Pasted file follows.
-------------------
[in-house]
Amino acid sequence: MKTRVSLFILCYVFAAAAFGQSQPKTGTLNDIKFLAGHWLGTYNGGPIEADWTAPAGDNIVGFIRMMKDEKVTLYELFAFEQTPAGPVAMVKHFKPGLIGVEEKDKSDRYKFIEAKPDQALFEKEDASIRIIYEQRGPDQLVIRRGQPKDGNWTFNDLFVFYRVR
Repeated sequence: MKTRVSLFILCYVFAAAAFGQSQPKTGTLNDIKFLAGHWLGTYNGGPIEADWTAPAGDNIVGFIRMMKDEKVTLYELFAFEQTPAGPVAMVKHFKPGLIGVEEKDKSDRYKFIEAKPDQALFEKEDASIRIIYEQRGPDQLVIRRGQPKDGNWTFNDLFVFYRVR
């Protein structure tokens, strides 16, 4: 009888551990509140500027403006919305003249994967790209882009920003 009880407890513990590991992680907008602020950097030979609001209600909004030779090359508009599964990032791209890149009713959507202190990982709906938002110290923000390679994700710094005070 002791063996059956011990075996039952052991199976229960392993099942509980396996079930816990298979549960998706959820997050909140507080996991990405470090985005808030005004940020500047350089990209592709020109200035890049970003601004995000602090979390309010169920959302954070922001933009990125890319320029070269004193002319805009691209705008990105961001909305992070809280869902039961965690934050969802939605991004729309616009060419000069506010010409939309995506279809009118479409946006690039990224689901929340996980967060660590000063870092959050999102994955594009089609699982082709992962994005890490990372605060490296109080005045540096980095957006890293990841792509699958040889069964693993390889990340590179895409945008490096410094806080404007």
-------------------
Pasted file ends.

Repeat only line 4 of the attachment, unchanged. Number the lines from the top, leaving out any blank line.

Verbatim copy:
């Protein structure tokens, strides 16, 4: 009888551990509140500027403006919305003249994967790209882009920003 009880407890513990590991992680907008602020950097030979609001209600909004030779090359508009599964990032791209890149009713959507202190990982709906938002110290923000390679994700710094005070 002791063996059956011990075996039952052991199976229960392993099942509980396996079930816990298979549960998706959820997050909140507080996991990405470090985005808030005004940020500047350089990209592709020109200035890049970003601004995000602090979390309010169920959302954070922001933009990125890319320029070269004193002319805009691209705008990105961001909305992070809280869902039961965690934050969802939605991004729309616009060419000069506010010409939309995506279809009118479409946006690039990224689901929340996980967060660590000063870092959050999102994955594009089609699982082709992962994005890490990372605060490296109080005045540096980095957006890293990841792509699958040889069964693993390889990340590179895409945008490096410094806080404007």